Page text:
The sprint ran for 5 days, by the end of which the innovation had been fully reviewed, a patent had been filed, marketing collateral developed, prospective customers approached and expressed interest, and a development plan for what was still an early-stage invention had been created.
We are now two months down the line, and Ploughshare is finalising terms to sign a licence deal for the innovation. This is the first step to the mask being able to be used as PPE in support of front-line staff during the coronavirus pandemic, and beyond that, into the first responder, defence, and industrial markets.
Outcomes and urgency
In summary, it took just 2.5 months from the invention disclosure to license negotiations, which is pretty outstanding.
We have had similar success with our spin-out company, Presymptom Health, where we have moved rapidly over the last two months to identify a development path to help triage coronavirus patients for sepsis. We have managed to advance the development by at least 18 months; however, this was achieved not by using Agile but just by asking a different question. By changing ‘How long is the plan?’ to ‘How quickly can we get this to patients?’ we change the way we think about the plan.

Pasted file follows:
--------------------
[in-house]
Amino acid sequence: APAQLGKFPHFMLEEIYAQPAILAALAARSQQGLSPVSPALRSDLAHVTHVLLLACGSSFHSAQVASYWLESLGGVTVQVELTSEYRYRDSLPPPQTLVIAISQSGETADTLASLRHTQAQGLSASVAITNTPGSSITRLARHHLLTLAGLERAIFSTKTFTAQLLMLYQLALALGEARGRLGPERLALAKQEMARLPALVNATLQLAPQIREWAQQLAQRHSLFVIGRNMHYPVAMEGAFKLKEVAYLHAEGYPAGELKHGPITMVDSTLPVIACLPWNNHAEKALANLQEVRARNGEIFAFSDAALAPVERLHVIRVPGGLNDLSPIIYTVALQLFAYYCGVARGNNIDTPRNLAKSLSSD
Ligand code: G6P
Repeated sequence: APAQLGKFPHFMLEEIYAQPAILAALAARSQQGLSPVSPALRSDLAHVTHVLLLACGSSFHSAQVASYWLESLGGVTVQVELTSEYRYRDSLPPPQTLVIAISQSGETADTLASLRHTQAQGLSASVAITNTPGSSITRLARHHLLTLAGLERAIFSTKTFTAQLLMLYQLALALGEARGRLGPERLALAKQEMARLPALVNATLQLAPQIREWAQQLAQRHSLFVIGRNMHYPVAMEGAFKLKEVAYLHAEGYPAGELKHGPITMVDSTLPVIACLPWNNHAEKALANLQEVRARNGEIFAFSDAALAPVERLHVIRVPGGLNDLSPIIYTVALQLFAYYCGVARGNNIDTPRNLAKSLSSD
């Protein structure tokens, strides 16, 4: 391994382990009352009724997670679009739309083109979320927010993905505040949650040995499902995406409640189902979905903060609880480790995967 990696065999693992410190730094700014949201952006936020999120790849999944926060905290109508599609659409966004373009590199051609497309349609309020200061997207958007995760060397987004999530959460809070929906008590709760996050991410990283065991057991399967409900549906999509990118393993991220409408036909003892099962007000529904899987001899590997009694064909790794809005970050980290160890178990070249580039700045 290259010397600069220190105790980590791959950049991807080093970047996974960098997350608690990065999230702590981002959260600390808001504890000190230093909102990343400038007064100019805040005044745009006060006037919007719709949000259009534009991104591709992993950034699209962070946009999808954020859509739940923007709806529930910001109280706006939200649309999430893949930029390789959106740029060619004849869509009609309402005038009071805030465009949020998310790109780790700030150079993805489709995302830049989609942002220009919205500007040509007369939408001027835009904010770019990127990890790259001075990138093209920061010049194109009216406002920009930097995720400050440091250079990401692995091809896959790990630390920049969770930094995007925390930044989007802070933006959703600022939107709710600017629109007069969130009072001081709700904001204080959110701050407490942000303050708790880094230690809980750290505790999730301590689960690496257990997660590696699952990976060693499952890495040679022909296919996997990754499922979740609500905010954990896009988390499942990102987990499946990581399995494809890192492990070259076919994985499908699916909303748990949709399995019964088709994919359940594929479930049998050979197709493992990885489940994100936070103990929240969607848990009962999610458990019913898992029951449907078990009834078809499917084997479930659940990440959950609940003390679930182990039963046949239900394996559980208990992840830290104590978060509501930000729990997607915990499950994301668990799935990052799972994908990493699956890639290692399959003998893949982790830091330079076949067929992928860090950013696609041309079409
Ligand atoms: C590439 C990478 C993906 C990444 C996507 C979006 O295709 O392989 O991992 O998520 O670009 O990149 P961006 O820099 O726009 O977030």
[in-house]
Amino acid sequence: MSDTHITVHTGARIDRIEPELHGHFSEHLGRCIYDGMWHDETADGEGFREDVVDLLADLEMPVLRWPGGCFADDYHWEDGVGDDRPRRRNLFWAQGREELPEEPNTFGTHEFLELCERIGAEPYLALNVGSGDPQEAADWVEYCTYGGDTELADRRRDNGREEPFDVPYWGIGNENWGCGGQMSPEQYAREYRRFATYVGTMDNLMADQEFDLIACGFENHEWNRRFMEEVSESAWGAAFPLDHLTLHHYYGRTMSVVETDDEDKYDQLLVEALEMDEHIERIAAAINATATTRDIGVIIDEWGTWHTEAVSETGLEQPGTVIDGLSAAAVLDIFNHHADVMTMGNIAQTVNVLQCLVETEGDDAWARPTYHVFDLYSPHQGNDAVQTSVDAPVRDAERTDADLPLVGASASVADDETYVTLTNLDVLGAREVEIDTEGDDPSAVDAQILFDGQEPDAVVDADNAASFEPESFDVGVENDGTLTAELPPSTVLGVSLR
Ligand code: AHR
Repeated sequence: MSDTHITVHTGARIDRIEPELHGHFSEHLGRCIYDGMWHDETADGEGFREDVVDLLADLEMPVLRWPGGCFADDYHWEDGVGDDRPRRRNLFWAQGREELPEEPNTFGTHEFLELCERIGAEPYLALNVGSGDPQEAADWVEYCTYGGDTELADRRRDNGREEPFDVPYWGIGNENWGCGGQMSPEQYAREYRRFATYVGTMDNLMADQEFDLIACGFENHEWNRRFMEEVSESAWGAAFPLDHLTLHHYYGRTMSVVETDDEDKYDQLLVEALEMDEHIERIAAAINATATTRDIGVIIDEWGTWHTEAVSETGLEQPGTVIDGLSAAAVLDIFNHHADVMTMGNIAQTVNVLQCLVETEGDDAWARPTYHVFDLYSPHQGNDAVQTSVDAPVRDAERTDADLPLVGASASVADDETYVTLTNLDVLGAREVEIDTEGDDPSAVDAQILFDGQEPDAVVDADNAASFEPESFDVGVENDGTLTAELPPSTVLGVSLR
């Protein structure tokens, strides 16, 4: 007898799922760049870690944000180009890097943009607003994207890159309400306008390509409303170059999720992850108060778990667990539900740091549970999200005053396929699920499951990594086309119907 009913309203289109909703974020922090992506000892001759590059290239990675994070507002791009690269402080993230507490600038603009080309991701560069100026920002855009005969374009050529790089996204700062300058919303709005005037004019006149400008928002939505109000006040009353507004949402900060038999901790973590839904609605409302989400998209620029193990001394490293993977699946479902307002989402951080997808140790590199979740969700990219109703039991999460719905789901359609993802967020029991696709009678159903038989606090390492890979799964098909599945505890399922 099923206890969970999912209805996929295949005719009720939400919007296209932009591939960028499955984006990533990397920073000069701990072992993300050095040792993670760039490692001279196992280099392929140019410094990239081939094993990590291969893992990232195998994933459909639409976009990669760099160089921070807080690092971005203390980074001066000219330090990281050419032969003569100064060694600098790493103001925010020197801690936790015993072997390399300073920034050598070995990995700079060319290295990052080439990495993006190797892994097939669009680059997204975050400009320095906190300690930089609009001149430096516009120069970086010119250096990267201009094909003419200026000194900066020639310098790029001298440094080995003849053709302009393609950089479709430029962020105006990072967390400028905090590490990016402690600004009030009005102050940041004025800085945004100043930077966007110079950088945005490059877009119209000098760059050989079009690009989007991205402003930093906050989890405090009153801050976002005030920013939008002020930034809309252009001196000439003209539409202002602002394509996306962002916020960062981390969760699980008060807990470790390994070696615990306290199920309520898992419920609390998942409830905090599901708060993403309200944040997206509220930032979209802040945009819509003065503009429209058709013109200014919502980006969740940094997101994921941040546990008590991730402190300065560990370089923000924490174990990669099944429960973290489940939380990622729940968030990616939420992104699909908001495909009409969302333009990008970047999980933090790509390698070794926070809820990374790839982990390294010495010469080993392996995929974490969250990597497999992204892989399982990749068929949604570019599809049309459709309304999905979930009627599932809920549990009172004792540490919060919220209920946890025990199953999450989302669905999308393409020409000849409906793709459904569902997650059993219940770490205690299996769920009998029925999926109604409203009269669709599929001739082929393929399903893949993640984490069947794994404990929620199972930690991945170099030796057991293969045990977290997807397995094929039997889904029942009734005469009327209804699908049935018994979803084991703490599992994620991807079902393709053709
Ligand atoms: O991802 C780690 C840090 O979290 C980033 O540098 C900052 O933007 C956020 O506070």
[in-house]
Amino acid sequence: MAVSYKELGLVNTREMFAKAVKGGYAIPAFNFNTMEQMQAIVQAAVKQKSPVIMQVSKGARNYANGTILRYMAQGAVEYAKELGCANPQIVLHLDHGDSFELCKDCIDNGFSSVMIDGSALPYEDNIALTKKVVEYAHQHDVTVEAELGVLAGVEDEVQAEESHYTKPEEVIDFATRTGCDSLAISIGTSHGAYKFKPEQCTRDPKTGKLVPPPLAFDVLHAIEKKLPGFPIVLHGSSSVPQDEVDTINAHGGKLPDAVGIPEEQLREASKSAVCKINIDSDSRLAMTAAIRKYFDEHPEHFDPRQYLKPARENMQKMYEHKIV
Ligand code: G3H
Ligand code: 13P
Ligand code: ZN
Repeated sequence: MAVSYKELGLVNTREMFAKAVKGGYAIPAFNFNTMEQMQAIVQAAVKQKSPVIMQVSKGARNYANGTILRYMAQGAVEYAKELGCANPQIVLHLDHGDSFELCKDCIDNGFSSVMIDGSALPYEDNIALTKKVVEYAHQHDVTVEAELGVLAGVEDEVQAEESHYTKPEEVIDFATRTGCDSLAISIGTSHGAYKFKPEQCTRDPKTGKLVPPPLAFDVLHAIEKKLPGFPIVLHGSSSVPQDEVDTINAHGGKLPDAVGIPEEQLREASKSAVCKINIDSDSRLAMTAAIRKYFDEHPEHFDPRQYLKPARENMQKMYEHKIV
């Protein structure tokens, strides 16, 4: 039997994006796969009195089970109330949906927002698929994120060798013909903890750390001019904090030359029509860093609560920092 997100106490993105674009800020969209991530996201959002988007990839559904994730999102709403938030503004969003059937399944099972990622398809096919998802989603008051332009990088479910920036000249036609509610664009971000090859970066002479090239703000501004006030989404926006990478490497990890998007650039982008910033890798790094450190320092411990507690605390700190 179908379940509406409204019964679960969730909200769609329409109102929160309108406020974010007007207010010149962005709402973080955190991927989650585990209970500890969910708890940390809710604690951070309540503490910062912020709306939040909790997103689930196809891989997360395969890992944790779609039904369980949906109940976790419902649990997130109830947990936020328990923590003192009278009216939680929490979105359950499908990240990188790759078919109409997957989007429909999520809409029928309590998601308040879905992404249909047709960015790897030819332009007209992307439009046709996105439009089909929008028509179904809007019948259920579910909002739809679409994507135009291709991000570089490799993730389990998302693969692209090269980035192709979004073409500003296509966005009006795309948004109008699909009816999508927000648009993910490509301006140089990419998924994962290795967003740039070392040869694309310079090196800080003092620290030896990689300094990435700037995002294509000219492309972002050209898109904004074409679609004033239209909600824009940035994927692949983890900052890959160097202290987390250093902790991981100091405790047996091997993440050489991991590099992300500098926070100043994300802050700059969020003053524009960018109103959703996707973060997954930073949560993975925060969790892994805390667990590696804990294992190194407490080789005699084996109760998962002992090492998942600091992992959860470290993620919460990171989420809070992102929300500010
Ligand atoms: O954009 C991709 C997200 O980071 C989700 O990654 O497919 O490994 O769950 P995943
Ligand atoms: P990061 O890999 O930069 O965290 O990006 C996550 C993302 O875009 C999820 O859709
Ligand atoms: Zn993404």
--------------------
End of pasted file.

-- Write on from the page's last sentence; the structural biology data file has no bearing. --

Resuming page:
Agile methodology has its place, particularly in the early ‘evaluation’ stages of commercialisation. It helps you to move fast, and also fail fast which prevents ideas from hanging around for months on end. Over the next few months, we will be looking at Agile as part of developing the ‘Ploughshare Blueprint’ and formalising its role in our model.
We should not ignore the fact that a crisis creates a sense of urgency, not just in a few people, but in the whole eco-system, which undoubtedly makes things like this more achievable. However, there are 2 ways whereby the lessons from this can really start to change things permanently, in my view.
- Create a sense of urgency. In both the cases highlighted above, and indeed with subsequent work, we are starting to create an impatience in our culture, and the question all my team are learning to expect is ‘why can’t it be done quicker’.
- Measuring the impact creates a burning platform. What do I mean by this? Well take sepsis as an example. Instead of saying ‘How long does the development need to be?’, try asking ‘How quickly can the solution be delivered to patients to save their lives?’ In other words, what we really care about is speed to the patient. Around 11 million people are dying of sepsis globally every year, and assuming our diagnostic tool saves just 1% of those, our work can have a huge benefit for those individuals and their families. Our acceleration of this technology will save lives.
If you have a high impact innovation which is stuck in quicksand, we would love to free it up with you to deliver its benefits earlier. Let us know in the comments section below or email us at firstname.lastname@example.org